Read about Roy Harris’ unique connection to Louisville here.


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Nancy Zeltsman at SIUE

Nancy with Perc Studio

Nancy Zeltsman with the SIUE Percussion Ensemble

Internationally acclaimed marimbist Nancy Zeltsman was recently a guest artist at my school, Southern Illinois University Edwardsville, on March 23rd and 24th. I made the trek back to my university to be a part of the experience.

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Nancy Zeltsman performing “Sotto Voce”

Nancy provided private lessons for students, two public master classes, and performed her program Sotto Voce for solo marimba accompanied by a slide show of photographs that her mother took and recordings of her reciting poetry. Sotto Voce means ‘under voice’ or ‘under the breath.’ She explores a softer dynamic range, and performs some of the music that she holds dearest. This program was featured at the Percussive Arts Society International Convention (PASIC) in 2014 and includes works from Daniel Levitan, Aaron J. Kernis, Paul Simon, and more. The master classes allowed students to perform their works for her and the audience, and Nancy openly critiqued their playing and worked with them on concepts such as phrasing, technique, and sound production. The knowledge she shared in the master classes had a deep effect on everyone involved.

You can keep up with the SIUE Percussion Ensemble on Facebook.

Thanks to Emilie Curry at Curry Creations for capturing the events, and to SIUE Percussion Instructor Daniel Smithiger, members of the SIUE Percussion Studio, and SIUE Student Government for making it all possible.

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Sean Schuchman with Nancy Zeltsman

Nancy is the artistic director of the Zeltsman Marimba Festival which is happening this June 28th to July 11th, a full two weeks in New Brunswick, New Jersey. In it’s 13th season, this festival brings together marimbists, performers and educators, from all around the world. There are 8 marimba-focused concerts, 9 master classes, 14 open lessons, composer guest talks, and much more. Participants receive two private lessons from faculty of their choice and early registration will assure teacher selection. This festival is all about people coming together to celebrate and share their love of marimba. It is a chance to work with outstanding faculty including Pius Cheung, Emmanuel Sejourne, Julie Spencer, Gordon Stout, Mike Truesdell, Jack Van Geem, and of course Nancy Zeltsman herself. May 1st is the deadline for registrations and deposits. If you cannot join in for the full two weeks, you can register for three days instead. Can’t make it this year? Make plans to attend next year!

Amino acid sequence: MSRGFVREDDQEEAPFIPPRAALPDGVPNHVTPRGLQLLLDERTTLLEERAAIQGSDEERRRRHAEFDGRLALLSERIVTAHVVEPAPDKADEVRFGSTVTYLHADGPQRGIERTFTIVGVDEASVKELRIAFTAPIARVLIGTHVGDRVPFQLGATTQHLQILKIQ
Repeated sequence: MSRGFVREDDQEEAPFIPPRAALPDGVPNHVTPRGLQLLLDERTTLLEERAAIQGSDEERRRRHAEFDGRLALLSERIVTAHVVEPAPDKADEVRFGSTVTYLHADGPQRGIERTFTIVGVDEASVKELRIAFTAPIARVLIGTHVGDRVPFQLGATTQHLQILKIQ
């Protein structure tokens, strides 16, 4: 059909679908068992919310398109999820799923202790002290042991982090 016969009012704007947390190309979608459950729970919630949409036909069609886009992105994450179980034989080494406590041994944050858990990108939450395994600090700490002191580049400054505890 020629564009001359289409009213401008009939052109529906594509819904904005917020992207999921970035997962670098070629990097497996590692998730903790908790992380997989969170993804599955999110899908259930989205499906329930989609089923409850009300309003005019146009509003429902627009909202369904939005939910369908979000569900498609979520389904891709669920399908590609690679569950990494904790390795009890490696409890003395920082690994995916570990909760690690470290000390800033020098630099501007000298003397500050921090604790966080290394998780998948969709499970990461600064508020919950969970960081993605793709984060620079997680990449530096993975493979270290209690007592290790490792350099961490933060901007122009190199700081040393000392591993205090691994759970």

Nanae Mimura, one of my favorite marimbists, was a guest artist at last year’s festival. Here is a video of WLUK-TV Fox 11 talking with Nancy while Nanae performs.

Featured Album: Cypress String Quartet’s Beethoven: The Middle String Quartets


Cypress String Quartet

Cypress String Quartet from San Francisco, California has released their newest album, Beethoven: The Middle String Quartets, which features five quartets from Opp. 59, 74, and 95. Beethoven began writing these in 1806, just after he finished premiering his Eroica Symphony. These works are challenging and hard to understand. During this time period music for string quartet was a genre that was enjoyed privately among die hard music lovers, so these quartets are almost experimental in a sense. Cypress takes on these string quartets with ease, performing them beautifully.

Cypress recently stopped by our performance studio at Classical 90.5 to talk with Daniel Gilliam about their journey to record and perform all of the Beethoven String Quartets. They also treated us to a special performance of Erwin Schulhoff’s Cavatine from Divertimento for String Quartet. Members Jennifer Kloetzel and Tom Stone discussed their recordings of Beethoven’s middle and late string quartets, and their plans to record his early quartets this June. They also described their Call and Response program, which pairs a newly commissioned work from a living composer with a standard masterpiece. This program reaches out to students all over the San Francisco Bay Area, creating new classical music lovers of all ages. Members of Cypress include Cecily Ward and Tom Stone on violin, Ethan Filner on viola, and Jennifer Kloetzel on cello.

You can purchase Cypress String Quartet’s newest album Beethoven: The Middle String Quartets on iTunes, and you can also purchase their first release of the quartets, Beethoven: The Late String Quartets on iTunes. Stay tuned for their release of Beethoven’s early string quartets.

Here is a video of Cypress String Quartet performing the second movement of Beethoven’s String Quartet in Bb Major, Opus 130: II. Presto.